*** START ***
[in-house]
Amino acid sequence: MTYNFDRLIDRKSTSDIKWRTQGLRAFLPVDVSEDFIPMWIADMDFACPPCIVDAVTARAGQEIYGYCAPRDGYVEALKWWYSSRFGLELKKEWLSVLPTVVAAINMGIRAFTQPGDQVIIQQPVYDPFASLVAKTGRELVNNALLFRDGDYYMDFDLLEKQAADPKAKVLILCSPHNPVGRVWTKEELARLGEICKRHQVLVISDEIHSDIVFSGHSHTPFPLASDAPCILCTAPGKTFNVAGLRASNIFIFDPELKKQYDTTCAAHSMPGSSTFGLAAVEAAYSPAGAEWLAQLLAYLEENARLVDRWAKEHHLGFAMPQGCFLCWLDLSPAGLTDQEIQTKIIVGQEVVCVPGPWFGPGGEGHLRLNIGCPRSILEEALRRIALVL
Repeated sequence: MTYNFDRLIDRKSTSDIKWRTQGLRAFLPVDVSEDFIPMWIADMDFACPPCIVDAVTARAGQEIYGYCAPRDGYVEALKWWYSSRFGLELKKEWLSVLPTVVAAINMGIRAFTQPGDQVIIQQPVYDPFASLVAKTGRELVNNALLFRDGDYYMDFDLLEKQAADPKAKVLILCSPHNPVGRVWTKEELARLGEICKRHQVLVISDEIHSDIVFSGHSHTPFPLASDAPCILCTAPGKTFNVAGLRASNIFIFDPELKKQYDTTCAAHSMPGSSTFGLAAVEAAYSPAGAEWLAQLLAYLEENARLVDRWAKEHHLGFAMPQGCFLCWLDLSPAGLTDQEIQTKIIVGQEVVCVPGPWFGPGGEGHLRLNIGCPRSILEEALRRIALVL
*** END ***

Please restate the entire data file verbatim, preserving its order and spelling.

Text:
[in-house]
Amino acid sequence: MTYNFDRLIDRKSTSDIKWRTQGLRAFLPVDVSEDFIPMWIADMDFACPPCIVDAVTARAGQEIYGYCAPRDGYVEALKWWYSSRFGLELKKEWLSVLPTVVAAINMGIRAFTQPGDQVIIQQPVYDPFASLVAKTGRELVNNALLFRDGDYYMDFDLLEKQAADPKAKVLILCSPHNPVGRVWTKEELARLGEICKRHQVLVISDEIHSDIVFSGHSHTPFPLASDAPCILCTAPGKTFNVAGLRASNIFIFDPELKKQYDTTCAAHSMPGSSTFGLAAVEAAYSPAGAEWLAQLLAYLEENARLVDRWAKEHHLGFAMPQGCFLCWLDLSPAGLTDQEIQTKIIVGQEVVCVPGPWFGPGGEGHLRLNIGCPRSILEEALRRIALVL
Repeated sequence: MTYNFDRLIDRKSTSDIKWRTQGLRAFLPVDVSEDFIPMWIADMDFACPPCIVDAVTARAGQEIYGYCAPRDGYVEALKWWYSSRFGLELKKEWLSVLPTVVAAINMGIRAFTQPGDQVIIQQPVYDPFASLVAKTGRELVNNALLFRDGDYYMDFDLLEKQAADPKAKVLILCSPHNPVGRVWTKEELARLGEICKRHQVLVISDEIHSDIVFSGHSHTPFPLASDAPCILCTAPGKTFNVAGLRASNIFIFDPELKKQYDTTCAAHSMPGSSTFGLAAVEAAYSPAGAEWLAQLLAYLEENARLVDRWAKEHHLGFAMPQGCFLCWLDLSPAGLTDQEIQTKIIVGQEVVCVPGPWFGPGGEGHLRLNIGCPRSILEEALRRIALVL